Bergsonian Tendencies in Simone de Beauvoir’s Philosophy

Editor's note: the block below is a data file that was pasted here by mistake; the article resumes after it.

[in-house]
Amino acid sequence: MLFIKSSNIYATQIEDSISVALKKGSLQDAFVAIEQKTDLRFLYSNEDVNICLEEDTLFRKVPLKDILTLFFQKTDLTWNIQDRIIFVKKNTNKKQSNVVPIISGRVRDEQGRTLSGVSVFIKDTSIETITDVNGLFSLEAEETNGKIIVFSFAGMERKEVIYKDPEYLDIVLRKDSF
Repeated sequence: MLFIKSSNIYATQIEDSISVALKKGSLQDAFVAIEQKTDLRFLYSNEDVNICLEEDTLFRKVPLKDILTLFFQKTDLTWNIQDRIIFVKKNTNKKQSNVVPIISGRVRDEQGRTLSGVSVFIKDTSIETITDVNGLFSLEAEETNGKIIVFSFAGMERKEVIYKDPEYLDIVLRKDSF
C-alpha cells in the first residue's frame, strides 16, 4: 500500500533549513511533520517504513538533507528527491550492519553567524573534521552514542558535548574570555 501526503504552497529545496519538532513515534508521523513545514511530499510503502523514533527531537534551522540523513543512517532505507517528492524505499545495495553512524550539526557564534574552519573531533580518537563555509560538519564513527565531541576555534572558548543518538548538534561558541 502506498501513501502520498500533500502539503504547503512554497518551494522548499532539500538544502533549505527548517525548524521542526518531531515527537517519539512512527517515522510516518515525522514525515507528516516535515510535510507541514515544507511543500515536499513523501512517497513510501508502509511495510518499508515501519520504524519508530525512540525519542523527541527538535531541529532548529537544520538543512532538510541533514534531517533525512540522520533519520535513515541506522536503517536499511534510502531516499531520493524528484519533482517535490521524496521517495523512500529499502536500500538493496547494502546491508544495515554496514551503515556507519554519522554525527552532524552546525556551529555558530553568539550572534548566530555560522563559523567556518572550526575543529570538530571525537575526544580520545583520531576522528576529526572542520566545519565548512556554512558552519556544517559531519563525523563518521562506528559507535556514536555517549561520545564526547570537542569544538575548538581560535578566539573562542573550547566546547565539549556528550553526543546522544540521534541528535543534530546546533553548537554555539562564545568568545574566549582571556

By reading Beauvoir with Bergson, I reconfigure the relation of life and existence in Beauvoir’s philosophy. I claim neither clear-cut influence nor conscious appropriation, but offer a reading that makes sense of what were hidden or contradictory aspects of Beauvoir’s texts. I find in The Second Sex a tension between two philosophical directions: (i) a philosophy of existence that privileges consciousness as the taking-up and transcendence of life, and (ii) a tentative temporality that understands life in terms of tendencies subject to social-historical elaboration. Which frame is at play makes a difference for how Beauvoir is understood. I extend this method of reading to The Ethics of Ambiguity, using Bergson’s understanding of creation of possibility as a lens through which to read Beauvoir’s concept of wanting to disclose being. Here, I problematize Beauvoir’s concept of oppression in light of her equation of Arab and Muslim women with the trope of life.
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